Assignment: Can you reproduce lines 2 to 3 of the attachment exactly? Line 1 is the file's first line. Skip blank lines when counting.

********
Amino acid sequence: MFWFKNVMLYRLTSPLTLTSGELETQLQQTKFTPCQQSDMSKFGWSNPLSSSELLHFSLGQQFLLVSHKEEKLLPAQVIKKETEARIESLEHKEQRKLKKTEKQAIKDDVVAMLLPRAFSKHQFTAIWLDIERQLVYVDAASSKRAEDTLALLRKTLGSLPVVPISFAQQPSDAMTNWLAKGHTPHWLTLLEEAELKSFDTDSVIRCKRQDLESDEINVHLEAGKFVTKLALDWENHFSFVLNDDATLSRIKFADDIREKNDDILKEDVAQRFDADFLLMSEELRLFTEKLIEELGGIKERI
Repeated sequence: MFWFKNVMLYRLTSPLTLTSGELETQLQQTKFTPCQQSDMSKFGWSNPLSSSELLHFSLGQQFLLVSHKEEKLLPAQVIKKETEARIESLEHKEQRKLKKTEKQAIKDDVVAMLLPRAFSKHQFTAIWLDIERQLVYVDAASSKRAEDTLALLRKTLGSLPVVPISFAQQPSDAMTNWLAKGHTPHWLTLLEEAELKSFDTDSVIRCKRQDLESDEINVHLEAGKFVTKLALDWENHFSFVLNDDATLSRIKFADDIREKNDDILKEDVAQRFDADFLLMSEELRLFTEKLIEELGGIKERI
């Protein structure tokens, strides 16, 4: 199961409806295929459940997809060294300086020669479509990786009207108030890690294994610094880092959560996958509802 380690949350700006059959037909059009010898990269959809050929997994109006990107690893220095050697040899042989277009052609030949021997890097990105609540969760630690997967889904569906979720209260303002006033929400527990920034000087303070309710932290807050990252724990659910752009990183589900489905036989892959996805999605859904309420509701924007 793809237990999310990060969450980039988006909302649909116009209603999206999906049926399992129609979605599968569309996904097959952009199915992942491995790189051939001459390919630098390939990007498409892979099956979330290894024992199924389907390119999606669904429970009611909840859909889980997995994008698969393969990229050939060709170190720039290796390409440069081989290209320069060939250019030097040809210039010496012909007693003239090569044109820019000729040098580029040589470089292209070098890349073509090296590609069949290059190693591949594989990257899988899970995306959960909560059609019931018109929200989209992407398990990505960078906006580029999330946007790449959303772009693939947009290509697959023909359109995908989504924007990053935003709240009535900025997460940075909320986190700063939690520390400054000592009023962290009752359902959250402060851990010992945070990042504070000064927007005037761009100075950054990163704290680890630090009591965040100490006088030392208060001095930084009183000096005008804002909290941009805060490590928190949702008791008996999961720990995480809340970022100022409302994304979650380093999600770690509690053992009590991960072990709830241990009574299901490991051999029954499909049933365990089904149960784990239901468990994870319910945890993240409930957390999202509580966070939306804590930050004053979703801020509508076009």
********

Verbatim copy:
Repeated sequence: MFWFKNVMLYRLTSPLTLTSGELETQLQQTKFTPCQQSDMSKFGWSNPLSSSELLHFSLGQQFLLVSHKEEKLLPAQVIKKETEARIESLEHKEQRKLKKTEKQAIKDDVVAMLLPRAFSKHQFTAIWLDIERQLVYVDAASSKRAEDTLALLRKTLGSLPVVPISFAQQPSDAMTNWLAKGHTPHWLTLLEEAELKSFDTDSVIRCKRQDLESDEINVHLEAGKFVTKLALDWENHFSFVLNDDATLSRIKFADDIREKNDDILKEDVAQRFDADFLLMSEELRLFTEKLIEELGGIKERI
């Protein structure tokens, strides 16, 4: 199961409806295929459940997809060294300086020669479509990786009207108030890690294994610094880092959560996958509802 380690949350700006059959037909059009010898990269959809050929997994109006990107690893220095050697040899042989277009052609030949021997890097990105609540969760630690997967889904569906979720209260303002006033929400527990920034000087303070309710932290807050990252724990659910752009990183589900489905036989892959996805999605859904309420509701924007 793809237990999310990060969450980039988006909302649909116009209603999206999906049926399992129609979605599968569309996904097959952009199915992942491995790189051939001459390919630098390939990007498409892979099956979330290894024992199924389907390119999606669904429970009611909840859909889980997995994008698969393969990229050939060709170190720039290796390409440069081989290209320069060939250019030097040809210039010496012909007693003239090569044109820019000729040098580029040589470089292209070098890349073509090296590609069949290059190693591949594989990257899988899970995306959960909560059609019931018109929200989209992407398990990505960078906006580029999330946007790449959303772009693939947009290509697959023909359109995908989504924007990053935003709240009535900025997460940075909320986190700063939690520390400054000592009023962290009752359902959250402060851990010992945070990042504070000064927007005037761009100075950054990163704290680890630090009591965040100490006088030392208060001095930084009183000096005008804002909290941009805060490590928190949702008791008996999961720990995480809340970022100022409302994304979650380093999600770690509690053992009590991960072990709830241990009574299901490991051999029954499909049933365990089904149960784990239901468990994870319910945890993240409930957390999202509580966070939306804590930050004053979703801020509508076009």